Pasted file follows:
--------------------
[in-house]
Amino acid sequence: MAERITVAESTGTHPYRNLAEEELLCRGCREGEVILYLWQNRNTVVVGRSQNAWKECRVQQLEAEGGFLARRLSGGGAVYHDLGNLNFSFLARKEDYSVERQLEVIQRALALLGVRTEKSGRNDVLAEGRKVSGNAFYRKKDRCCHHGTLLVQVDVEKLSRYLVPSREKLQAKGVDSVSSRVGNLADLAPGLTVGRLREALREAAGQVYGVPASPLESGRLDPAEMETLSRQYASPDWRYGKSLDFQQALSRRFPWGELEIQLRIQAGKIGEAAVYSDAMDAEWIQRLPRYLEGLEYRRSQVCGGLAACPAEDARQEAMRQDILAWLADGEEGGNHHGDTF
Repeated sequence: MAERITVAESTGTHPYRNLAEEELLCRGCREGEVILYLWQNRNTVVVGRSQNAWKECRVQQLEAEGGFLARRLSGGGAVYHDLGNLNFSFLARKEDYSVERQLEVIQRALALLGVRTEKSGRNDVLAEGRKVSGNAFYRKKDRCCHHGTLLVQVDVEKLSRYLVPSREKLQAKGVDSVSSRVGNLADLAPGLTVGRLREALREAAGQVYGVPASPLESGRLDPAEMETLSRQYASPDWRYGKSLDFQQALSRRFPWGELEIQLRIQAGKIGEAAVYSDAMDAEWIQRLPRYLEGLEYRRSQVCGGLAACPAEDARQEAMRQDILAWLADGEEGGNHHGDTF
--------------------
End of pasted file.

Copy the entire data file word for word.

[in-house]
Amino acid sequence: MAERITVAESTGTHPYRNLAEEELLCRGCREGEVILYLWQNRNTVVVGRSQNAWKECRVQQLEAEGGFLARRLSGGGAVYHDLGNLNFSFLARKEDYSVERQLEVIQRALALLGVRTEKSGRNDVLAEGRKVSGNAFYRKKDRCCHHGTLLVQVDVEKLSRYLVPSREKLQAKGVDSVSSRVGNLADLAPGLTVGRLREALREAAGQVYGVPASPLESGRLDPAEMETLSRQYASPDWRYGKSLDFQQALSRRFPWGELEIQLRIQAGKIGEAAVYSDAMDAEWIQRLPRYLEGLEYRRSQVCGGLAACPAEDARQEAMRQDILAWLADGEEGGNHHGDTF
Repeated sequence: MAERITVAESTGTHPYRNLAEEELLCRGCREGEVILYLWQNRNTVVVGRSQNAWKECRVQQLEAEGGFLARRLSGGGAVYHDLGNLNFSFLARKEDYSVERQLEVIQRALALLGVRTEKSGRNDVLAEGRKVSGNAFYRKKDRCCHHGTLLVQVDVEKLSRYLVPSREKLQAKGVDSVSSRVGNLADLAPGLTVGRLREALREAAGQVYGVPASPLESGRLDPAEMETLSRQYASPDWRYGKSLDFQQALSRRFPWGELEIQLRIQAGKIGEAAVYSDAMDAEWIQRLPRYLEGLEYRRSQVCGGLAACPAEDARQEAMRQDILAWLADGEEGGNHHGDTF